Panelists will discuss the Medical Aid in Dying Act (being considered by the legislature) from their perspectives as a doctor, lawyer, legislator, person living with cancer & person with disabilities
The Case for Medical Aid in Dying - Perspectives of a doctor, lawyer, legislator, person living with cancer, and person with disabilities
The Medical Aid in Dying Act, with more than 35 Assembly and 12 Senate sponsors is being seriously considered in the New York State Legislature. Yet, many individuals and even health care professionals are not aware of the policy, legal, ethical, clinical and practical arguments for and against the bill. Nor are they aware of the key provisions in the bill. Knowledgeable workshop panelists will present useful information from their professional and/or personal perspectives on medical aid in dying and the Medical Aid in Dying Act.
Barbara A. Backer, RN DSW is Professor Emerita of Nursing at Lehman College, City University of New York. Her background includes being a Public Health Nurse, a Clinical Specialist in Psychiatric/Mental Health Nursing, a Nursing Administrator at Bellevue Hospital, and a Visiting Professor in Nursing at Old Dominion University. She has been a participant with Bronx Health REACH (Racial and Ethnic Approaches to Community Health) and a co-founder of a community activist group, Our Streets Our Lives. She is a person who is living with cancer.
David C. Leven, JD is Executive Director Emeritus and Senior Consultant to End of Life Choices New York, after serving as its Executive Director from 2002 to 2016. He is an advocate for patients, seeking to improve care and expand choice for the dying. An expert on advance care planning, patient rights, palliative care and end-of-life issues, including medical aid in dying, Mr. Leven has played a leadership role in having legislation enacted in New York to improve pain, palliative and end-of-life care and to ensure that the health care wishes of patients are respected. Mr. Leven has lectured or debated on medical aid in dying in numerous forums, and at every New York City area law school as well as at Albany, Rutgers, Syracuse and Yale law schools.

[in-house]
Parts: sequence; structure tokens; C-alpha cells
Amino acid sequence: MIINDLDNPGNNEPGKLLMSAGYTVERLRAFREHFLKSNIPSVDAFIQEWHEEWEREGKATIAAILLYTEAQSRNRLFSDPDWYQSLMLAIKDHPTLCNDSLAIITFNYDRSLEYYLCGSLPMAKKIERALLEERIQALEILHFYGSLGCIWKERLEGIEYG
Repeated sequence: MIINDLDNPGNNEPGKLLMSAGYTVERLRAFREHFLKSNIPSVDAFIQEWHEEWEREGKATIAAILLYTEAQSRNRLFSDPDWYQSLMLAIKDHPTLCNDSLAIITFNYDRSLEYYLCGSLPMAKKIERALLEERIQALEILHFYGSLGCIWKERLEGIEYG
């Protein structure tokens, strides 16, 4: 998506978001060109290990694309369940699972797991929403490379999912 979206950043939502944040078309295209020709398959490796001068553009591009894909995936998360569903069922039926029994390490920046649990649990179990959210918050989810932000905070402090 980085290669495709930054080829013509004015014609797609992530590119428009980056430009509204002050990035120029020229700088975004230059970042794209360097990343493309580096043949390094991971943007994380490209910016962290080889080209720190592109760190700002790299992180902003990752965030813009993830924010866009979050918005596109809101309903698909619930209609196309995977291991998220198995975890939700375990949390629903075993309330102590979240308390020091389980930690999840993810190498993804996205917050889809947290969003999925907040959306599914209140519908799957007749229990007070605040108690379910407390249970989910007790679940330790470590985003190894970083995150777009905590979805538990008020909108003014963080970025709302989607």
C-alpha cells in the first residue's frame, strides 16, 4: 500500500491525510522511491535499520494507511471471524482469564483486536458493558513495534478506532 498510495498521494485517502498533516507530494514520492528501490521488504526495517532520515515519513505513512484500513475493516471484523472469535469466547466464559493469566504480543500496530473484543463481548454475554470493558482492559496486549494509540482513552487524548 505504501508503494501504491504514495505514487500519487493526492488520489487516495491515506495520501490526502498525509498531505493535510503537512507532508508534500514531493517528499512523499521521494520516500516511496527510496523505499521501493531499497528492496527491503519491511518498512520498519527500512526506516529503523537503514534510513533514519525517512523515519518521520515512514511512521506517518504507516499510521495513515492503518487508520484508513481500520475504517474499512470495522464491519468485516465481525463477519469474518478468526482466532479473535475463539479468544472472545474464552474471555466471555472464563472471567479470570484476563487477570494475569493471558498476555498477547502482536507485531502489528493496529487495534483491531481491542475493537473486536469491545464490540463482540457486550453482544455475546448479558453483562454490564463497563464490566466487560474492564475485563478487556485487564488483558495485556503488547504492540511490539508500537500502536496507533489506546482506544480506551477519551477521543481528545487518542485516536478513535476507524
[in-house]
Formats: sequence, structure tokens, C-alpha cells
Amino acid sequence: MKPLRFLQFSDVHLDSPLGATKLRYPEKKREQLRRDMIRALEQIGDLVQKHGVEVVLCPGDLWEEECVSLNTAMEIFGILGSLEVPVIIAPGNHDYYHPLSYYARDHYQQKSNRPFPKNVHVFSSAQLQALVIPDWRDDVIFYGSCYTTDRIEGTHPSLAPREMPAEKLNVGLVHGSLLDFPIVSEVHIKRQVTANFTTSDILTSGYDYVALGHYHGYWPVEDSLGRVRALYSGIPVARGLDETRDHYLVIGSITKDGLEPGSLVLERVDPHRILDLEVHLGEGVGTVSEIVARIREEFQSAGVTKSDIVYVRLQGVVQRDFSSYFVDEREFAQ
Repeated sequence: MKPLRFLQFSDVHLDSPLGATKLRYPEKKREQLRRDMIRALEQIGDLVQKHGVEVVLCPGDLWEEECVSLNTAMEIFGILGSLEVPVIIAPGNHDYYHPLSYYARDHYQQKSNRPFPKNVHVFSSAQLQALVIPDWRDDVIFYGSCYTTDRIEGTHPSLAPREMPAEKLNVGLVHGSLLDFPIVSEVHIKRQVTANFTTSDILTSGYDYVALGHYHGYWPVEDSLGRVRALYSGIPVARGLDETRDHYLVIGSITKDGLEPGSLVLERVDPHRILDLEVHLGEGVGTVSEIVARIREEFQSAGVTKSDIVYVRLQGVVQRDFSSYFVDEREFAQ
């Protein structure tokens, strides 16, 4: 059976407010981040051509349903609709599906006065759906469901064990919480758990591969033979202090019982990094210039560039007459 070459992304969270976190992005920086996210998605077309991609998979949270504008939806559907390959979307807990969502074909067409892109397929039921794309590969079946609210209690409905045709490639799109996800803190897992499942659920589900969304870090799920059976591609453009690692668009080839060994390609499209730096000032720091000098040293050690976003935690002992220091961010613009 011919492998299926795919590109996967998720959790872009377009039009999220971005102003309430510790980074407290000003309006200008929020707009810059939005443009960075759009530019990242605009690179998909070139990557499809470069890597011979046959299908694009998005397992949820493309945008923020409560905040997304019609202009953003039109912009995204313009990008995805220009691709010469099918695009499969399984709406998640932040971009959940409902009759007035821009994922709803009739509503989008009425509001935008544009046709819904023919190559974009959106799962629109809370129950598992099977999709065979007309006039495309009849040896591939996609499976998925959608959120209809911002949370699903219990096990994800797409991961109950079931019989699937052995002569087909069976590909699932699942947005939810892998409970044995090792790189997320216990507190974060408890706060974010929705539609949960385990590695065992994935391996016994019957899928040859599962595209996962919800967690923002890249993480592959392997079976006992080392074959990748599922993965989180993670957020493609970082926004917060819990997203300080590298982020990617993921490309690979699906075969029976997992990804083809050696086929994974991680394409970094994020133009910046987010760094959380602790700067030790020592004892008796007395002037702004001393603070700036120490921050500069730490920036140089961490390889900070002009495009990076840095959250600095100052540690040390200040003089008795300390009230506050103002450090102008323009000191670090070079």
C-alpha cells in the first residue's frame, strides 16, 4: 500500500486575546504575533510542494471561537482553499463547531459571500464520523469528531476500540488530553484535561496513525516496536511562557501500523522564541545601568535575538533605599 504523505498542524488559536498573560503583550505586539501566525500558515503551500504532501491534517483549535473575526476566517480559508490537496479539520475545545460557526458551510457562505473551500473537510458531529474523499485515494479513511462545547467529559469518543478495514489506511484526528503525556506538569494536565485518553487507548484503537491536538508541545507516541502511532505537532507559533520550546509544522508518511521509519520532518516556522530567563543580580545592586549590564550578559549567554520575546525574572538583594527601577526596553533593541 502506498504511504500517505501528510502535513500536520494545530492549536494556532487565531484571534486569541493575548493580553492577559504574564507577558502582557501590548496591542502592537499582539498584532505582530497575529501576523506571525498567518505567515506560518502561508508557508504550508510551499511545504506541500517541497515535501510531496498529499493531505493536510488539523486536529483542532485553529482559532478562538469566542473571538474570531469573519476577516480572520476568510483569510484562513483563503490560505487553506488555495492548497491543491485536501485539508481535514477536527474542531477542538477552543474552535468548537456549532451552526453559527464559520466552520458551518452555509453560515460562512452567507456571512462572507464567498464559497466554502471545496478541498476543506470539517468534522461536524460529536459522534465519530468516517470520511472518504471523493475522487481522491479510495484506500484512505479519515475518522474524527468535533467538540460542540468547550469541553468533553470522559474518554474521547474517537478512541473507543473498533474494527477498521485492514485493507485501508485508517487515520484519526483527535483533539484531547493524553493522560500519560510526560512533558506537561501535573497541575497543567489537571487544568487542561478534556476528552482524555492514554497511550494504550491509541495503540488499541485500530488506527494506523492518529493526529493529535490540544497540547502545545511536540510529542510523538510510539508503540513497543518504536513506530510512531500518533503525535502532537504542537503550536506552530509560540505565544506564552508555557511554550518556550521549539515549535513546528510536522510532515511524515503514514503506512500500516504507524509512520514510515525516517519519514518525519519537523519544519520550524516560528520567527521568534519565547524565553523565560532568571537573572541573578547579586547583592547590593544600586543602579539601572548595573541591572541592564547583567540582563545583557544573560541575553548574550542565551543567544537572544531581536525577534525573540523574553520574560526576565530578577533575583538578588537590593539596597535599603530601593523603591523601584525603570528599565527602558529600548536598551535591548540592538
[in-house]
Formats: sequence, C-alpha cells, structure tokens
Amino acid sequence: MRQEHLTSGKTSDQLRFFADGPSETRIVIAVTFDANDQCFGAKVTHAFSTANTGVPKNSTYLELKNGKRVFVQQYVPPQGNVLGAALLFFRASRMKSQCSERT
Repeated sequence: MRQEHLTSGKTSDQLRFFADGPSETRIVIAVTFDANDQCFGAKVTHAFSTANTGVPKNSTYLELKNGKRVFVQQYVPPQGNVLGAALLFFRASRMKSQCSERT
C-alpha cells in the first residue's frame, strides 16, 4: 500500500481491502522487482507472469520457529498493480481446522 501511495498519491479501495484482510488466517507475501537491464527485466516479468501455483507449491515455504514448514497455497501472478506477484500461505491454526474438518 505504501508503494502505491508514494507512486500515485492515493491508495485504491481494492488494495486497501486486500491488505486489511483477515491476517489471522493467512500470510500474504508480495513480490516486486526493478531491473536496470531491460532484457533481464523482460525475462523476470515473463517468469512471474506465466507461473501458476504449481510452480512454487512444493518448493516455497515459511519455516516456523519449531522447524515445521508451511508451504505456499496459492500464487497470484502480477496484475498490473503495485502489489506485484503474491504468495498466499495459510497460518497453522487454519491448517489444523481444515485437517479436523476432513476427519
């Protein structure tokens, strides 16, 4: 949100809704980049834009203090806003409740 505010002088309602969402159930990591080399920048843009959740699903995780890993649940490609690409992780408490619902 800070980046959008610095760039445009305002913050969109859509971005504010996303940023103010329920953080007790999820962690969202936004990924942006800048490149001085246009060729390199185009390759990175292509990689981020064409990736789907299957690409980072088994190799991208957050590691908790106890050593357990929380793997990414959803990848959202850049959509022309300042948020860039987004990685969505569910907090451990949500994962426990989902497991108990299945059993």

Assemblymember Amy Paulin has served in the Assembly since 2001. She chairs the Assembly Committee on Corporations, Authorities and Commissions, and serves on the Committees on Rules, Education, and Health. A full-time legislator, Assemblymember Paulin annually ranks among the state's most successful lawmakers. To date, 254 of her bills have been signed into law. Assemblymember Paulin has been a long-time advocate of medical aid in dying. She sponsored the New York Medical Aid in Dying Act in January of 2019. It is under consideration in the Assembly and Senate committees, and co-sponsored by 40 Assemblymembers and 13 Senators.
Benny Pollak is a software developer residing in New York City. He immigrated to the US from his native Chile in 1980 after suffering a spinal cord injury which left him paralyzed. He has spent his entire adult life championing for people with disabilities to be treated with the same dignity as others. The issue being the condescension with which people with disabilities are often treated. He is also a strong believer in individual rights and believes there can be no greater individual right than that of being able to, legally, obtain medical aid in dying when suffering intolerably during a terminal illness.
Timothy E. Quill, MD is Professor of Medicine, Psychiatry, Medical Humanities and Nursing at the University of Rochester Medical Center (URMC). He was Past President of the American Academy of Hospice and Palliative Medicine and is Director of the URMC Schyve Center for Biomedical Ethics. Dr. Quill is the author of Death with Dignity: A Case of Individualized Decision Making published in 1991 in the New England Journal of Medicine, and he was the lead physician plaintiff in the New York legal case challenging the law prohibiting physician-assisted death heard in 1997 by the U.S. Supreme Court (Quill v. Vacco).
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